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Soybean leaf growth and gas exchange response to drought under carbon dioxide enrichment

Authors

  • Rachid Serraj,

    1. USDA-ARS, Agronomy Department, Agronomy Physiology Laboratory, IFAS Building #350, SW 23rd Street, University of Florida, PO Box 110965, Gainesville, FL 32611–0965, USA,
    2. Permanent address: Laboratoire de Physiologie Végétale, Département de Biologie, Faculté des Sciences-Semlalia, BP S 15 Marrakech, Morocco
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  • L. Hartwell Allen,

    1. USDA-ARS, Agronomy Department, Agronomy Physiology Laboratory, IFAS Building #350, SW 23rd Street, University of Florida, PO Box 110965, Gainesville, FL 32611–0965, USA,
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  • Thomas R. Sinclair

    1. USDA-ARS, Agronomy Department, Agronomy Physiology Laboratory, IFAS Building #350, SW 23rd Street, University of Florida, PO Box 110965, Gainesville, FL 32611–0965, USA,
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  • Mention of a trademark or proprietary product does not constitute a guarantee or warranty of the product by the US Department of Agriculture and does not imply approval or the exclusion of other products that may also be suitable.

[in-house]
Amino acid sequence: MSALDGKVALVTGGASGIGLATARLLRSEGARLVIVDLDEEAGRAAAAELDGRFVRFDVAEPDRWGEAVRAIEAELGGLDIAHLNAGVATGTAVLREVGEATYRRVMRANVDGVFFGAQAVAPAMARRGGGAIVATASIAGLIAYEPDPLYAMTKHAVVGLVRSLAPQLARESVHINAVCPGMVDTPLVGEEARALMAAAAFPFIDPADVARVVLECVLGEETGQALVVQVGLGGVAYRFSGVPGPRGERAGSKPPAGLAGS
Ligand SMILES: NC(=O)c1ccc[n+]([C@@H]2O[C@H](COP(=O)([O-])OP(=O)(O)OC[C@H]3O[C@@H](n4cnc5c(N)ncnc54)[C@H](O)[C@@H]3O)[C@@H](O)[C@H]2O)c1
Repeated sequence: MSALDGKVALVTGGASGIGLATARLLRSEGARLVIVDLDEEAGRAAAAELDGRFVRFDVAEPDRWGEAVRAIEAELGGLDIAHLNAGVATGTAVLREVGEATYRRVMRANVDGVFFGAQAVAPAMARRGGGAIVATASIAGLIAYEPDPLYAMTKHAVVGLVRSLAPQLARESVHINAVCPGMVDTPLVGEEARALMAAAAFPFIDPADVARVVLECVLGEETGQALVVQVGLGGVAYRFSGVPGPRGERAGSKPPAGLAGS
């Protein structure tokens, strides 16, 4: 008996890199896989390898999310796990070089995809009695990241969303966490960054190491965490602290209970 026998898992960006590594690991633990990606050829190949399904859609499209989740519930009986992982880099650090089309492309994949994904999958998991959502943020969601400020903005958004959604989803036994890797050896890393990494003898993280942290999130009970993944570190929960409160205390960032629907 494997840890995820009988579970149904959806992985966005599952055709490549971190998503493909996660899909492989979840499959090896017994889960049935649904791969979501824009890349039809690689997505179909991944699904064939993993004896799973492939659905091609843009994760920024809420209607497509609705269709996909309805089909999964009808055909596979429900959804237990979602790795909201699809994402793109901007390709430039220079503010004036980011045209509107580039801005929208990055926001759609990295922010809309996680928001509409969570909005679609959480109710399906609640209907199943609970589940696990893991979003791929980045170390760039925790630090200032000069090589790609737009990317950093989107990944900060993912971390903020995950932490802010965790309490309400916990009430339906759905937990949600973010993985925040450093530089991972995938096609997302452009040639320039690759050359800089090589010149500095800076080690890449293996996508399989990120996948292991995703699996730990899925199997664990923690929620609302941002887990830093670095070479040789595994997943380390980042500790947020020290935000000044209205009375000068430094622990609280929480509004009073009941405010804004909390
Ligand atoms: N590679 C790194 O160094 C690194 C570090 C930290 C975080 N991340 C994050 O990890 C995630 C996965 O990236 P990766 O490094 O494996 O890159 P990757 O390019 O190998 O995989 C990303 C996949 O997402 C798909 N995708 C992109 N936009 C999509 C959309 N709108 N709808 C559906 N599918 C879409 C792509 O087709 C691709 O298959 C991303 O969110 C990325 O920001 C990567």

Thomas R. Sinclair, fax +1/352 3926139, e-mail trsincl@nervm.nerdc.ufl.edu

Abstract

This study was conducted to determine the response in leaf growth and gas exchange of soybean (Glycine max Merr.) to the combined effects of water deficits and carbon dioxide (CO2) enrichment. Plants grown in pots were allowed to develop initially in a glasshouse under ambient CO2 and well-watered conditions. Four-week old plants were transferred into two different glasshouses with either ambient (360 μmol mol-1) or elevated (700 μmol mol-1) CO2. Following a 2-day acclimation period, the soil of the drought-stressed pots was allowed to dry slowly over a 2-week period. The stressed pots were watered daily so that the soil dried at an equivalent rate under the two CO2 levels. Elevated [CO2] decreased water loss rate and increased leaf area development and photosynthetic rate under both well-watered and drought-stressed conditions. There was, however, no significant effect of [CO2] in the response relative to soil water content of normalized leaf gas exchange and leaf area. The drought response based on soil water content for transpiration, leaf area, and photosynthesis provide an effective method for describing the responses of soybean physiological processes to the available soil water, independent of [CO2].

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